[072] Figure 14 shows the profiles of the 20 materials recovered under natural lighting. The results of a few samples are further illustrated in Figure 13, which shows samples having strong and sharp specular peaks, moderate specular component, and weak specular component.

[073] Figure 15 illustrates an example of BRDF database of 20 sample materials.

The images are captured when the principal axis of the camera - e.g. the axis normal to the centre of the aperture - is coincident with the surface normal of the material sample under the flash light or other light source.

[074] Figure 16 illustrates an example of 1 -dimensional BRDF profiles of several materials reconstructed with single point source. Notably, the recovery results under natural light are consistent with those recovered under a single lighting source.

[075] Examples of profiles recovered under natural lighting are shown in Figure 17.

[076] Various of the aforementioned embodiments are applicable in methods for vision-based slip resistance measurement of a surface, surface deformation or surface condition monitoring.

[077] Many modifications will be apparent to those skilled in the art without departing from the scope of the present invention.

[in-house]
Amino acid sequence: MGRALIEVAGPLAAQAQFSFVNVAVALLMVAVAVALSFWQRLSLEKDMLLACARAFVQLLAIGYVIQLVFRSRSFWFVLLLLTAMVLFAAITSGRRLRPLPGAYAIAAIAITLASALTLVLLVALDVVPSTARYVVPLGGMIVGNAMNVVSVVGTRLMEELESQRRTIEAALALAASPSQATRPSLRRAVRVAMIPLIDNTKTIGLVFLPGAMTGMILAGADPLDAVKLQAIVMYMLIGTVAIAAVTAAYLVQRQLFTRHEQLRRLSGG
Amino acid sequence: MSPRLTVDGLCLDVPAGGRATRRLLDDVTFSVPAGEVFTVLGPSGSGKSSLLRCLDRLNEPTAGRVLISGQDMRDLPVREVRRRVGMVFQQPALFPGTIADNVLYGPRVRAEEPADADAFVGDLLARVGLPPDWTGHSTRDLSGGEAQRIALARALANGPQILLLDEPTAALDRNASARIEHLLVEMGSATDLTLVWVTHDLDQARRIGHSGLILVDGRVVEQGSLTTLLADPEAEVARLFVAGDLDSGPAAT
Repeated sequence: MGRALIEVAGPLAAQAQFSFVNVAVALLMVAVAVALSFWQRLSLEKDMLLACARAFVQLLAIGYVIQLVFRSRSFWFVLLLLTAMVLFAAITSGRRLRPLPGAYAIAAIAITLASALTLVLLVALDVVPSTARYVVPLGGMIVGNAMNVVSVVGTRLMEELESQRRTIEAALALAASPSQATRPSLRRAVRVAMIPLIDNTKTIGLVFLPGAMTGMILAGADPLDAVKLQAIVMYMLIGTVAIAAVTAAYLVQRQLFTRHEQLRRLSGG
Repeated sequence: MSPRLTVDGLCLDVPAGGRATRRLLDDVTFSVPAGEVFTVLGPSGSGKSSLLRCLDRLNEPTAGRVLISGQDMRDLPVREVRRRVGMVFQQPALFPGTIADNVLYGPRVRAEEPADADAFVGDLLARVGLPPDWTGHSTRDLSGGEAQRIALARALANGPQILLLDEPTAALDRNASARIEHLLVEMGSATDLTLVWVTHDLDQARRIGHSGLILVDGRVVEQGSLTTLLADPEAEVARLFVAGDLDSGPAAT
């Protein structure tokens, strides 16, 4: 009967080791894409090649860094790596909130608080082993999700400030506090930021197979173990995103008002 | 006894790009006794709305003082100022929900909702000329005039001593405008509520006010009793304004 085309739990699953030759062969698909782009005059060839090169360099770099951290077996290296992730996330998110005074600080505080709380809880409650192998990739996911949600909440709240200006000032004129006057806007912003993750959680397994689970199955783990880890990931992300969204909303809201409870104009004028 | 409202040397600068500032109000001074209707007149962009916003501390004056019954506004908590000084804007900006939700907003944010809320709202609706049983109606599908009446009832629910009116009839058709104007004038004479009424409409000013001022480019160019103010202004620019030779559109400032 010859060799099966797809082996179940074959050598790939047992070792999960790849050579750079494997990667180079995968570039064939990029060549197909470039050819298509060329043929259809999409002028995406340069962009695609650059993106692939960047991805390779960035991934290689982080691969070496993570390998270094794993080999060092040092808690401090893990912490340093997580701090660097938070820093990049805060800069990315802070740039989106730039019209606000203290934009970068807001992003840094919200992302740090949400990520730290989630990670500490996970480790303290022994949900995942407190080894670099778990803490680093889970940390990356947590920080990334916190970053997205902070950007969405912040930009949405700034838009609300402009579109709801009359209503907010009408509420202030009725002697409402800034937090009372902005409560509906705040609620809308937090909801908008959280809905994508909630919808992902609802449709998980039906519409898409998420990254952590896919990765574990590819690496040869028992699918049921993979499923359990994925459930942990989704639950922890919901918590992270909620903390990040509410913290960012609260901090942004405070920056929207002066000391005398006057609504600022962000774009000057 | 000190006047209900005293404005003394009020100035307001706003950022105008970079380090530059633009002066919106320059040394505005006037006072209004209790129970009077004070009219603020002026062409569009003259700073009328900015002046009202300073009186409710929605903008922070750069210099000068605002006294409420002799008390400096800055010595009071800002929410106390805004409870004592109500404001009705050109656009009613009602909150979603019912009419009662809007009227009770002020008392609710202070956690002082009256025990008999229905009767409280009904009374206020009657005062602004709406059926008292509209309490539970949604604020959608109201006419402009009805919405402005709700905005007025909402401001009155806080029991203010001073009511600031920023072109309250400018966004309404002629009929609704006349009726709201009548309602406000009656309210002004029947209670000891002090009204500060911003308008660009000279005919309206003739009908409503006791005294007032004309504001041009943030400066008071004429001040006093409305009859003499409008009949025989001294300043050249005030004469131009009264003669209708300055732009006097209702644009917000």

[078] Throughout this specification, unless the context requires otherwise, the word "comprise", and variations such as "comprises" and "comprising", will be understood to imply the inclusion of a stated integer or step or group of integers or steps but not the exclusion of any other integer or step or group of integers or steps.

Claims

1. A method for assessing slip resistance of a surface, the method comprising:
capturing a plurality of images of the surface;
determining a micro-facet normal distribution from the plurality of images; constructing a one-dimensional (1 -D) specular reflectance profile of the surface from the micro-facet normal distribution; and
inferring one or more surface roughness properties from the 1 D specular reflectance profile.
2. The method of claim 1 , wherein the plurality of images is captured at a half-angle θh of between 0 and π/2.
3. The method of claim 1 or 2, wherein the 1 D specular reflectance profile is a 1 D specular bi-directional reflectance distribution function.
4. The method of any preceding claim, further comprising illuminating the surface during capturing of the plurality of images of the surface.
5. The method of any preceding claim, wherein the plurality of images are captured from different directions and from different viewing perspectives.
6. The method of any preceding claim, further comprising:
registering a first image of the plurality of images as a reference image, the first image having a first viewpoint;